The sky makes its camel (steed) swift-moving, for that reason,
That it renews every day and night its sport (from the accidents of Time).

It (the sky) makes, in every age, peace; and again war;
Displays a form (the affairs of the world) in another way;

All existing things that were from the first,
Are not these (which thou seest), if thou seek truly.

Also from the protecting care of the Omnipotent,
The form of every picture (of existence) becomes of another kind.


If the head of our work come to the sleep (of non­existence),
Think not that this house (of the world) becomes desolate (void of workers).

Many the persons,—who are lost (in death) from the earth's surface,
Still verily, the world is the world.

What (provision for the path of death) may we make when those concordant (helpers) have departed?
Intimate companions have gone; friends departed.

In thy season (of leisure), prepare provisions (the worship of God and good deeds) for the path (of death);
For friends (children) remain not behind with friends (the father and mother).

Although he goes very badly,—in the end
The lame ass goes to his own stable.


The speaker of (former) Time (the historian) so represented,
That the throne of kings becomes not the place of violence (for the people depose him).

Sikandar, who seized the country of the world,
Took up (but) little,—the pursuit of his own pleasure:

Sought the world's peace by that sovreignty;
The sky on that account gave him that aid (for world-seizing.

Is the world needful to thee? Do the work of that king (Nasratu-d-Din);
Do that (peace-seeking) indeed that he did; (aught else) avoid.

When he became successful in the country of the regions round about,
Time also turned to his desire.


Ethiopia to Khurásán; from Chín to Ghúr—
Turned without struggle to his order.

Messengers hastened to every territory;
All (the kings) made (their) coin in his name.


In the first line, if badí bad be read for bad-i-bad, we have:—

If thou thyself be bad (provisionless), the end goes bad;

The lame ass (incapable of burden-bearing) goes to his own stable (and dies fodderless).


The “Indian Antiquary,” of the 6th of December, 1872, gives an interesting Persian map of the world divided into seven climes (Kishwar).

In the Vendidad (Vida,e-vidáta), the earth is made of seven kishwars (in Greek, “klima,” inclination, climate).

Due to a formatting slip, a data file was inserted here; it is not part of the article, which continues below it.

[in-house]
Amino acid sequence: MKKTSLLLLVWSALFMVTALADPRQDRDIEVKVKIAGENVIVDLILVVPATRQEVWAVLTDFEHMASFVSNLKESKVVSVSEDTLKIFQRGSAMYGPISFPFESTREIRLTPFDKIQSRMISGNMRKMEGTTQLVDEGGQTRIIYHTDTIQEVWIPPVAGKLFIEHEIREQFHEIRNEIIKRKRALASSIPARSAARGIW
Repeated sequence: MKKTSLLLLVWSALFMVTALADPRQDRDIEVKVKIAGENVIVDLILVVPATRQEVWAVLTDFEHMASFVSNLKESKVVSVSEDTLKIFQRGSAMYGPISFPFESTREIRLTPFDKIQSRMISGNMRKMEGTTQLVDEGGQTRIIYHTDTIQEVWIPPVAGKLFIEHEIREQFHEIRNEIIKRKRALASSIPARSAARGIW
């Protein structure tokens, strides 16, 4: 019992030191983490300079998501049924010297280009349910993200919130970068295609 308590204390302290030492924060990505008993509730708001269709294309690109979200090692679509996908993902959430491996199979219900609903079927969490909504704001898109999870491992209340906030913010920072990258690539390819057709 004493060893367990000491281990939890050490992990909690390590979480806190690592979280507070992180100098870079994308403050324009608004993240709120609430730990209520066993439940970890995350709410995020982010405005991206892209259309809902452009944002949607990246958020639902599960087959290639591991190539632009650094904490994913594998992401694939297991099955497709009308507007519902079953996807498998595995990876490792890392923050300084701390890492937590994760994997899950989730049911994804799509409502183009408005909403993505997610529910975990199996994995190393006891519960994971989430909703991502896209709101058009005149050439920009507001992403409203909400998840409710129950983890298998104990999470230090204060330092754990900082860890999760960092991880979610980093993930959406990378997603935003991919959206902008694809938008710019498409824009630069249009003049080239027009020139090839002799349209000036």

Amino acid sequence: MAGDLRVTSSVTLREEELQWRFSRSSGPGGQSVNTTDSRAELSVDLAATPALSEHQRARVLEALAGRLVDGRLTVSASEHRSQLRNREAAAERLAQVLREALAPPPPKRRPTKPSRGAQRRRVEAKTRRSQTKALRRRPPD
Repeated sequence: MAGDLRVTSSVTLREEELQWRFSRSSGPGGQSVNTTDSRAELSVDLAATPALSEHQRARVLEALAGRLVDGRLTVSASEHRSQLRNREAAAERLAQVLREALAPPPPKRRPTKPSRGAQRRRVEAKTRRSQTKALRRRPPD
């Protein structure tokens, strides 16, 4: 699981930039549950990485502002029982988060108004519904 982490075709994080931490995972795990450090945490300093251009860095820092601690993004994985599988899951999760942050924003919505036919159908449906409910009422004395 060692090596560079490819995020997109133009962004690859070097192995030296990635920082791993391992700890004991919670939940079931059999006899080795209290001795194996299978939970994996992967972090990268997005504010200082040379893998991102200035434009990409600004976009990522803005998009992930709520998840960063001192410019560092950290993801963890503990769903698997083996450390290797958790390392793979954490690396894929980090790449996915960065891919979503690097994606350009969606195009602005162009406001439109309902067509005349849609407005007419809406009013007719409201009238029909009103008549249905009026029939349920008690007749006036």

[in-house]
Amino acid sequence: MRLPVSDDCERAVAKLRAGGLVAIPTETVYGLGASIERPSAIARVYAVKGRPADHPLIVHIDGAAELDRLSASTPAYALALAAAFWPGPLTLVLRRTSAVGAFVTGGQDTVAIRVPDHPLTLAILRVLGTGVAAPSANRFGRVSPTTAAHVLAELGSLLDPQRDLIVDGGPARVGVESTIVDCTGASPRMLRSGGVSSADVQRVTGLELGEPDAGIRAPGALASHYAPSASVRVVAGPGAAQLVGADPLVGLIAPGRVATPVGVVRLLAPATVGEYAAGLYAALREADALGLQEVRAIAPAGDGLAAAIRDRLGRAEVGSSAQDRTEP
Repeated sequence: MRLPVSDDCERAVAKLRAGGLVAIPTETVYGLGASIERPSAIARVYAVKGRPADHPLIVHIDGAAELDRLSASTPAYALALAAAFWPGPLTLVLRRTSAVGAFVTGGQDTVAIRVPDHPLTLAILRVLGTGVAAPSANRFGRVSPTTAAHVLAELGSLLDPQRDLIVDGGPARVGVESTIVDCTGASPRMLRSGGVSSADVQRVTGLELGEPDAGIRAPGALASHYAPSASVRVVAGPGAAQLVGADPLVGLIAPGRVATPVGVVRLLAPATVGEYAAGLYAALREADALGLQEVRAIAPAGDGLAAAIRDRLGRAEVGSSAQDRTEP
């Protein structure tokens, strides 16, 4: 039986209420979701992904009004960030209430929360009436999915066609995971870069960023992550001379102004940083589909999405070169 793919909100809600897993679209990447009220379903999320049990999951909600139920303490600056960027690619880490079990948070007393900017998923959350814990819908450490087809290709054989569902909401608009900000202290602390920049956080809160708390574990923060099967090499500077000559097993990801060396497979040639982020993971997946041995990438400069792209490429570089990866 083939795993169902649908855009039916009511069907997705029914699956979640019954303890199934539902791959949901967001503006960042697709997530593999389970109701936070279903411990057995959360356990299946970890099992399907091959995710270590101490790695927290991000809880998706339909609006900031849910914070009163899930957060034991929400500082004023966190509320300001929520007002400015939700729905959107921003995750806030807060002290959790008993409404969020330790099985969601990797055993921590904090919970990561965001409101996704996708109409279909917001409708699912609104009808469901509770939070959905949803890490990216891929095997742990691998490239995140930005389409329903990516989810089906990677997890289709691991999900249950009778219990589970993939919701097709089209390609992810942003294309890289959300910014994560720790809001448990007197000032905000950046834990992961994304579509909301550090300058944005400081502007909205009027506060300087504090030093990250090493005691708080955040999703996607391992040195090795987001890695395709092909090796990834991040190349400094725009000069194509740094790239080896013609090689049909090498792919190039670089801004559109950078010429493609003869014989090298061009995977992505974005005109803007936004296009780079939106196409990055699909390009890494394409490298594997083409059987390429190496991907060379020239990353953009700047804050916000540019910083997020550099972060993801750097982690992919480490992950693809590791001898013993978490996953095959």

Zakhryah Kazvíní, in his 'Ajabu-l-baladán, assumes every climate to be 235 farsakhs broad. He makes:—

1 farsakh= 12,000 cubits 25 farsakhs= 1 degree
1 cubit = 24 fingers 1 climate = 235 farsakhs= 9° 4' broad
1 finger = 7 barley-grains, or 1 climate = 285 farsakhs= 11° 4' broad

Other writers say that there was a difference of time equal to half an hour between each climate.

To ascertain the latitude of a place it was necessary to know only its longest day, thus:—

The longest day of a place=15 hours; deduct 12; difference 3. Then the place will be in 3 hrs. ÷ ⁄12; hr.=6th climate.

Ptolemy, A.D. 200, made the whole world, 60° N. to 20° S. latitude, to consist of seventeen climates.

In the desert of Khif cháḳ the people have no chance of afternoon prayers, for a period of forty days. The Darkness, or Dark-Land, is in the 6th climate.

Although the world-possesser had the lion's heart,
(And) held the whole world beneath (the sway of) his sword,

In that land and clime (of Irán) no faith was his;
For the safety-place of the Rúmi is Rúm.

One night, when the sky had a suitable fortune,
—From which fortune a computation (of the future) came truly,—


He (Sikandar) sent, and summoned his own minister (Aristotle);
He uttered to him words buried (in his own heart),

Saying:—“Since the country of Irán has come to my grasp,
“I desire not to be foot-bound in one place.

“Like the sky, I am inclined to wandering;
“My heart desires only world-wandering.

“I will see what (wonder) there is in the dust of the world;
“Who, on the horizons, is more powerful than I?

“From illumined judgment, I consider it right
“That, when I hasten around the world,


“I should send my gold and jewels to Rúm;
“For in that land and clime is permanence.

“It is not proper that our work (of government) should become dull;
“—Not always comes the pitcher safe from the water.—